The mosaic and the accompanying ancillary images show the North Anatolian (NAT) and East Anatolian (EAT) transforms, the faults bounding the northern and southern edges of the Anatolian plate located in southeastern Turkey (Figure T-39.1, from Sengor and Yilmaz (1981)). Much of this part of Turkey and adjacent countries typifies the geomorphology of an active plate boundary where two continental blocks are colliding. Continental collision began in the Miocene as the result of closure of a Neo-Tethys Ocean (Dewey and Sengor, 1979; Sengor and Yilmaz, 1981). The Neo-Tethys began to close in Late Cretaceous time and continued through the Early and Middle Tertiary. This closure resulted in Miocene collision of the Arabian plate and the Eurasian plate (locally, the Black Sea plate) along the Bitlis-Zagros (BS-ZS) suture. This continent/continent collision formed an accretionary terrane, "welding together" several smaller continental blocks and an associated accretionary prism of ophiolite mélange between the two larger continental plates. Convergence continues today, forcing the pie-shaped Anatolian plate westward along the North and East Anatolian transform faults. The westward movement of the Anatolian plate is taken up along a subduction zone (i.e., free face) to the south and west (Figure T-39.1). Extension over the free face produces a series of grabens similar to the Great Basin (Plate T-4).
The North (right-lateral) and East (left-lateral) Anatolian transforms typify strike-slip faults that bound continental plates. These faults are generally vertical, cutting the entire continental crust, and therefore have a linear trace over many hundreds of kilometers marked by valleys (Figure T-39.2) or linear lakes. Close-in inspection of geologic and geomorphic features on opposite sides of such linear valleys are commonly offset and appear to have been dragged against the fault. These faults may juxtapose entirely different geologic terranes. For example, the East Anatolian transform fault juxtaposes rocks (mainly igneous and metamorphic) of the Anatolian plate against accretionary prism rocks (crystalline rocks) and ophiolite mélange in thrust contact with Arabian plate strata (folded and thrusted sediments). Minor curvatures along these faults produce either transpressional (folds and uplifts) or transtensional features (pull-apart grabens).
The geologic terrane south of the East Anatolian transform is a good example of a continent/continent suture zone. This region consists of an accretionary prism of ophiolite mélange and remnants of small continental plates (e.g., Bitlis and Poturge Massifs) that were "welded" onto sediments of the large continental (Arabian) plate to the south (Sengor and Yilmaz, 1981). The actual suture is marked by the Frontal Thrust of the Bitlis Suture. A segment of the Frontal Thrust Zone is visible across the mosaic as an undulating line separating sedimentary rocks to the south from principally crystalline rocks to the north. This thrust exposes crystalline rocks of the Bitlis and Poturge Massifs, as well as ophiolite mélange in thrust contact overlying Eocene sediments of the Arabian plate. The upper plate of this thrust has moved at least 15 km southward since the beginning of continental collision in the Miocene (Livaccari and Merin, 1986). Southeast of the thrust are the Border Folds, a zone of imbricately thrusted and folded sediments marking the northern edge of the Arabian plate. North of the thrust are remnants of small continental blocks (Poturge and Bitlis Massifs) located within an ophiolite mélange (i.e., the East Anatolian accretionary prism). One such ophiolite assemblage is the Guleman (see index map).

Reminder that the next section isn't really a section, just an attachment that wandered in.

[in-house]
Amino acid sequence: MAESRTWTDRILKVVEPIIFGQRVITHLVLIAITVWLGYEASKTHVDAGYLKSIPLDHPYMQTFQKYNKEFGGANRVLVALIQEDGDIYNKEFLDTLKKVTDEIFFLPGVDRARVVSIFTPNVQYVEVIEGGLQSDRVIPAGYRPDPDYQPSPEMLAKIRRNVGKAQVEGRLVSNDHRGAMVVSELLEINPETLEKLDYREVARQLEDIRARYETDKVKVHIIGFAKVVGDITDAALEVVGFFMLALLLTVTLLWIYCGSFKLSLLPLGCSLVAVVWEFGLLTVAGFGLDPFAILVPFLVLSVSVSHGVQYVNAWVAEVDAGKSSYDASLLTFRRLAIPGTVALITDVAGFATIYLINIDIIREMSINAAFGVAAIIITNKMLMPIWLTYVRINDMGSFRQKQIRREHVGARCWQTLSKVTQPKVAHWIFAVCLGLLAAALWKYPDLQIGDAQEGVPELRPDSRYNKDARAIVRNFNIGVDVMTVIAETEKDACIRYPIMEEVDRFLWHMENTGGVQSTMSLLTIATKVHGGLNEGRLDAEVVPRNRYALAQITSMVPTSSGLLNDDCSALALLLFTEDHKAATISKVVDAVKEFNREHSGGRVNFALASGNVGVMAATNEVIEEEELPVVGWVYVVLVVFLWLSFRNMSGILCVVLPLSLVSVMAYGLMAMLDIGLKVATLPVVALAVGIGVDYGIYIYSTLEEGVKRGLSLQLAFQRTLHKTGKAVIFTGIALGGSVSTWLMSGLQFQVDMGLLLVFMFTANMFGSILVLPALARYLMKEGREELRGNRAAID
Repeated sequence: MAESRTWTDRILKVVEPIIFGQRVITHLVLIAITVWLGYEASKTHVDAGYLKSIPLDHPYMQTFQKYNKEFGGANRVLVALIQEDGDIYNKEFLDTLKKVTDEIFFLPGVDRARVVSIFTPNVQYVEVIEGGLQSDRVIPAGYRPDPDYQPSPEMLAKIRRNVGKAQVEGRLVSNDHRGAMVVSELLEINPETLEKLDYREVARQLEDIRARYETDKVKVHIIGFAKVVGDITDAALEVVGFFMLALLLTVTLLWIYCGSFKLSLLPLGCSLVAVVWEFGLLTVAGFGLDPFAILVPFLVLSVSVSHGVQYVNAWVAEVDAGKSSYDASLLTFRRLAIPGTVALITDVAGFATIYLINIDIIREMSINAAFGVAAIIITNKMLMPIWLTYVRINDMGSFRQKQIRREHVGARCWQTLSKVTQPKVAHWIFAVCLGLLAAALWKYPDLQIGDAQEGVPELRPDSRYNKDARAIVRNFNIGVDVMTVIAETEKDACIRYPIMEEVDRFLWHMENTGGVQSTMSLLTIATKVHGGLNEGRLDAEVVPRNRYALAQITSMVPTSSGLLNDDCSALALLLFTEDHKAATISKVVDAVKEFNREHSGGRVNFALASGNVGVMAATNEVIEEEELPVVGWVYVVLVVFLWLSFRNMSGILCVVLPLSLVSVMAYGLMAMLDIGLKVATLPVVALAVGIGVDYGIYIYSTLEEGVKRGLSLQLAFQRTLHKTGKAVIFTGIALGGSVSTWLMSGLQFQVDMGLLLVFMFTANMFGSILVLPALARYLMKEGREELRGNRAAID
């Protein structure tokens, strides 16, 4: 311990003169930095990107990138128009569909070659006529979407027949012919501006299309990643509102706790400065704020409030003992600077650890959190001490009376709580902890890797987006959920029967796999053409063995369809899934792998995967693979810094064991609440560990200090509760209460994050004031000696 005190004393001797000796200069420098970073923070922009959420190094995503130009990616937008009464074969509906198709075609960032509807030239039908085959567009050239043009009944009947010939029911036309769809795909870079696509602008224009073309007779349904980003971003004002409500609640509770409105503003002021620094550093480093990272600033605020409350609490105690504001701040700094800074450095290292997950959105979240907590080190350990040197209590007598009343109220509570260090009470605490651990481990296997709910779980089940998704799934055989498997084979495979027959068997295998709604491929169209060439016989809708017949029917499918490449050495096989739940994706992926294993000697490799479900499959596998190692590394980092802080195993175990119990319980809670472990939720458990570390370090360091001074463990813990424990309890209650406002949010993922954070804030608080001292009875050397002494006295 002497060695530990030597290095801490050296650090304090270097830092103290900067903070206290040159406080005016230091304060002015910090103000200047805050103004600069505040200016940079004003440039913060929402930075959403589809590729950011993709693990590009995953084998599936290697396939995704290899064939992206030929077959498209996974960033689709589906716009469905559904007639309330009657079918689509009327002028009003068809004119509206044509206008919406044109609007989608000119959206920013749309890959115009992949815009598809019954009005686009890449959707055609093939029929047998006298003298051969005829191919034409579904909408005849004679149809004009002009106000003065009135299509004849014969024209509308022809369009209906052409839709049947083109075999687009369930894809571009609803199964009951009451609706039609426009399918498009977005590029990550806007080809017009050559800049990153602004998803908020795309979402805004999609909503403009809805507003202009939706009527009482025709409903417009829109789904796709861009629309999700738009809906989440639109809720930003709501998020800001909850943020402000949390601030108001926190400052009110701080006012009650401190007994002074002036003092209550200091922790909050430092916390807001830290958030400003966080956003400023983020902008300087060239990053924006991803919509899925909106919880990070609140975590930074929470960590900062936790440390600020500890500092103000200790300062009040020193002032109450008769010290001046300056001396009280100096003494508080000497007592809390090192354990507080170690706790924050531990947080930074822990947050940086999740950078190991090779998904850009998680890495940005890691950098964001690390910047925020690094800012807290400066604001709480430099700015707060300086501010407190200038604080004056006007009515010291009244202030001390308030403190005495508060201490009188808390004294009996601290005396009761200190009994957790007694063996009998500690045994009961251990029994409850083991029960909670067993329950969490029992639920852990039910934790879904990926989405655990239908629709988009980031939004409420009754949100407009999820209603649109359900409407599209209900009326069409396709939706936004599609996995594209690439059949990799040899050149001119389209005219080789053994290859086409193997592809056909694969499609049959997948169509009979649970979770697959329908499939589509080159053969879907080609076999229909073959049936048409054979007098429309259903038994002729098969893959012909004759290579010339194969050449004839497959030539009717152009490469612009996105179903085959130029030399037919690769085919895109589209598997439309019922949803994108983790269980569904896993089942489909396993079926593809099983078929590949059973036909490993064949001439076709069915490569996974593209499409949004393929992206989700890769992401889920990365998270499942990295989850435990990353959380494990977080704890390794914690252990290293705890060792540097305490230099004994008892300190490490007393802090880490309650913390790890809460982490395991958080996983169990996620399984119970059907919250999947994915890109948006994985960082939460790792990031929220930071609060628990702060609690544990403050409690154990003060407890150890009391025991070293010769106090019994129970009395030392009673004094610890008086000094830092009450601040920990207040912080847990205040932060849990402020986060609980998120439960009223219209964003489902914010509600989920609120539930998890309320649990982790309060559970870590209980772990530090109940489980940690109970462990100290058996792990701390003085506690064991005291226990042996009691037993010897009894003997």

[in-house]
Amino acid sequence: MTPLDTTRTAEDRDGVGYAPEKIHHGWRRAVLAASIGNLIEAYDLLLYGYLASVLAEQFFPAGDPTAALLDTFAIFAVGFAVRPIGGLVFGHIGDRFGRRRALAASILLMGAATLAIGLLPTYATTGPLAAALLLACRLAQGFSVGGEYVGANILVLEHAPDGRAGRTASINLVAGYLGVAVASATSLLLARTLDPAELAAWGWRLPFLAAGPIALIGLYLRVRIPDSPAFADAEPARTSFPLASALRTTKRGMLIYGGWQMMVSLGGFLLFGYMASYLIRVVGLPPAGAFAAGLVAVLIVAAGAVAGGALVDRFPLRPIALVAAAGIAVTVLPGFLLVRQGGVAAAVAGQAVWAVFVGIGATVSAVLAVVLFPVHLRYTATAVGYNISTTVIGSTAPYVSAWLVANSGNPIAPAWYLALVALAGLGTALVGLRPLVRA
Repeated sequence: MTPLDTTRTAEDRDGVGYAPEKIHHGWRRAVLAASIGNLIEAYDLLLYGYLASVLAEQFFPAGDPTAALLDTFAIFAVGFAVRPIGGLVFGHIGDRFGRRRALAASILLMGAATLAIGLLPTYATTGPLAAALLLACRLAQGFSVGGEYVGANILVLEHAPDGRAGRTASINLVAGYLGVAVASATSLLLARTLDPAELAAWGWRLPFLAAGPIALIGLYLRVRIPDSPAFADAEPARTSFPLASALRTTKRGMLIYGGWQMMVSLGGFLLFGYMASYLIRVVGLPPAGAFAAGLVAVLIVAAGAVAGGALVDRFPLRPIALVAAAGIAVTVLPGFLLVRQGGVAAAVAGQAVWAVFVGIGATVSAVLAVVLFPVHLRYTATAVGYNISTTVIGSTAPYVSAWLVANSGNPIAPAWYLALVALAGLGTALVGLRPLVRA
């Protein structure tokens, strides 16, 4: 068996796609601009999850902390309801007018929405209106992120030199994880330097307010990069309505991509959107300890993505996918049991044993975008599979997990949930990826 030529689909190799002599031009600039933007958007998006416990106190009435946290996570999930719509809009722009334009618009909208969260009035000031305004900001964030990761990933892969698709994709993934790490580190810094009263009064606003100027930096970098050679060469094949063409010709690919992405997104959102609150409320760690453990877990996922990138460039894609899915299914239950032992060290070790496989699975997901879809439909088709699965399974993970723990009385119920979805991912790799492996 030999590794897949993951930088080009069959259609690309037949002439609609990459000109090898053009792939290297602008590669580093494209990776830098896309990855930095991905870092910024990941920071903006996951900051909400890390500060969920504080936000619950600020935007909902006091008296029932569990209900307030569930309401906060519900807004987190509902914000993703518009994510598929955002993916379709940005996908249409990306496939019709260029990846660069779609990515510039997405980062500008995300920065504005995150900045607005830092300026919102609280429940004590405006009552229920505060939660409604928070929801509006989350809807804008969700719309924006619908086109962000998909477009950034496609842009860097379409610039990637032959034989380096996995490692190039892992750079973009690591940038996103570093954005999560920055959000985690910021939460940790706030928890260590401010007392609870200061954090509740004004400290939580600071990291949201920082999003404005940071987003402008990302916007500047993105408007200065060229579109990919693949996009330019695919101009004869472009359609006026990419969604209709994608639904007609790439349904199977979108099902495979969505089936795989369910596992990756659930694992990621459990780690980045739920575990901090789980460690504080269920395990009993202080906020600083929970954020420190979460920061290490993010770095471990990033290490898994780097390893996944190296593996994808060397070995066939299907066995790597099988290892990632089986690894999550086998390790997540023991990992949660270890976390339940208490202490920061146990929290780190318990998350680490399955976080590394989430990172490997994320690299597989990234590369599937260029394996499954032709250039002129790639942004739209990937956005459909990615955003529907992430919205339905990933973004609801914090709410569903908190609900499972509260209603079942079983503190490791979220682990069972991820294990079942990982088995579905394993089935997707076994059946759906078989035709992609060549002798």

A portion of the East Anatolian transform is visible on this image as a northeast-trending linear valley located just north of the Poturge Massif and ophiolite mélange. Large segments of the Euphrates and Murat Rivers follow this valley. Lake Hazar (this Plate) marks a small graben (i.e., Hazar pull-apart) associated with this left-slip fault. Arpat and Saroglu (1972) documented 22 km of left-slip offset along this fault and movement of 5 to 10 cm that occurred in places along this fault during a 1971 earthquake.
A segment of the 1200-km long North Anatolian transform to the west of the mosaic is visible as a linear valley trending west-northwest in the two-image mosaic of Figure T-39.3. North of the fault are the Pontids structural unit; to its south are the Anatolids, which have more ophiolites and olistostromes. Portions of the Euphrates and Yesil Rivers follow this valley. Dewey and Sengor (1979) reported that this fault has 85-km right-slip displacement and, based on earthquake data, is currently active. (GCW: Z. S. Merin) Landsat Mosaic.
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